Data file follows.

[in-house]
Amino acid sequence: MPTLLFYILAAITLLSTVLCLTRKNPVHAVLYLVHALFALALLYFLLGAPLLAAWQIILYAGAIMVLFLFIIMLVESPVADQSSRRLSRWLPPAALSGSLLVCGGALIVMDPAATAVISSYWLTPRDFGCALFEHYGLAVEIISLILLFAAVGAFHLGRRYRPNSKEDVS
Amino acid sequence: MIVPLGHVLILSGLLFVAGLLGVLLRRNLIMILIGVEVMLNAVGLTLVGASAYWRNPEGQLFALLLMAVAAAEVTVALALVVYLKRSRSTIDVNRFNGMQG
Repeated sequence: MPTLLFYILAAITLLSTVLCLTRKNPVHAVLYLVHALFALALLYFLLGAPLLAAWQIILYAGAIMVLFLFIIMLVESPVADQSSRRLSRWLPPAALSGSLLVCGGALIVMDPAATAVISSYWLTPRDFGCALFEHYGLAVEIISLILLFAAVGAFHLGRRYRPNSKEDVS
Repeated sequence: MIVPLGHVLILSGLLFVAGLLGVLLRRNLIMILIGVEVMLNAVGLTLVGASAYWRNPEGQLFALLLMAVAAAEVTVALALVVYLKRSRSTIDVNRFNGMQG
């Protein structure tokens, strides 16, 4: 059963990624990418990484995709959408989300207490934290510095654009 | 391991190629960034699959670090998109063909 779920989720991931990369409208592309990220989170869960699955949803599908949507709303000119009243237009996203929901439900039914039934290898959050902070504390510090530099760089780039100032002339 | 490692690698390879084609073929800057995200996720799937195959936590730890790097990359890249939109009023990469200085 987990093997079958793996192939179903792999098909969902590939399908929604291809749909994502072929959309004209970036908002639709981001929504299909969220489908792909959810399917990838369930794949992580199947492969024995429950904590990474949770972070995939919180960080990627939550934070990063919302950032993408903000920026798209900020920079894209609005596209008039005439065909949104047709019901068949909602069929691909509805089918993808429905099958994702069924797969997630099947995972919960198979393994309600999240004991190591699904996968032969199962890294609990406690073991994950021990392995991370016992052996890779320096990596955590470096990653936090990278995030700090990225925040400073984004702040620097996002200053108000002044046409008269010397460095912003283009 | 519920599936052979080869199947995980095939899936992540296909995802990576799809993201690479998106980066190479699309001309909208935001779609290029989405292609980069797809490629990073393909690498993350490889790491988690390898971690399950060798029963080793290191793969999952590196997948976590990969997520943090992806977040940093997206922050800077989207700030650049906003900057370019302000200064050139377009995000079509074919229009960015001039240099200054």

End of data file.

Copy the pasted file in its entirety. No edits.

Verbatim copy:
[in-house]
Amino acid sequence: MPTLLFYILAAITLLSTVLCLTRKNPVHAVLYLVHALFALALLYFLLGAPLLAAWQIILYAGAIMVLFLFIIMLVESPVADQSSRRLSRWLPPAALSGSLLVCGGALIVMDPAATAVISSYWLTPRDFGCALFEHYGLAVEIISLILLFAAVGAFHLGRRYRPNSKEDVS
Amino acid sequence: MIVPLGHVLILSGLLFVAGLLGVLLRRNLIMILIGVEVMLNAVGLTLVGASAYWRNPEGQLFALLLMAVAAAEVTVALALVVYLKRSRSTIDVNRFNGMQG
Repeated sequence: MPTLLFYILAAITLLSTVLCLTRKNPVHAVLYLVHALFALALLYFLLGAPLLAAWQIILYAGAIMVLFLFIIMLVESPVADQSSRRLSRWLPPAALSGSLLVCGGALIVMDPAATAVISSYWLTPRDFGCALFEHYGLAVEIISLILLFAAVGAFHLGRRYRPNSKEDVS
Repeated sequence: MIVPLGHVLILSGLLFVAGLLGVLLRRNLIMILIGVEVMLNAVGLTLVGASAYWRNPEGQLFALLLMAVAAAEVTVALALVVYLKRSRSTIDVNRFNGMQG
């Protein structure tokens, strides 16, 4: 059963990624990418990484995709959408989300207490934290510095654009 | 391991190629960034699959670090998109063909 779920989720991931990369409208592309990220989170869960699955949803599908949507709303000119009243237009996203929901439900039914039934290898959050902070504390510090530099760089780039100032002339 | 490692690698390879084609073929800057995200996720799937195959936590730890790097990359890249939109009023990469200085 987990093997079958793996192939179903792999098909969902590939399908929604291809749909994502072929959309004209970036908002639709981001929504299909969220489908792909959810399917990838369930794949992580199947492969024995429950904590990474949770972070995939919180960080990627939550934070990063919302950032993408903000920026798209900020920079894209609005596209008039005439065909949104047709019901068949909602069929691909509805089918993808429905099958994702069924797969997630099947995972919960198979393994309600999240004991190591699904996968032969199962890294609990406690073991994950021990392995991370016992052996890779320096990596955590470096990653936090990278995030700090990225925040400073984004702040620097996002200053108000002044046409008269010397460095912003283009 | 519920599936052979080869199947995980095939899936992540296909995802990576799809993201690479998106980066190479699309001309909208935001779609290029989405292609980069797809490629990073393909690498993350490889790491988690390898971690399950060798029963080793290191793969999952590196997948976590990969997520943090992806977040940093997206922050800077989207700030650049906003900057370019302000200064050139377009995000079509074919229009960015001039240099200054």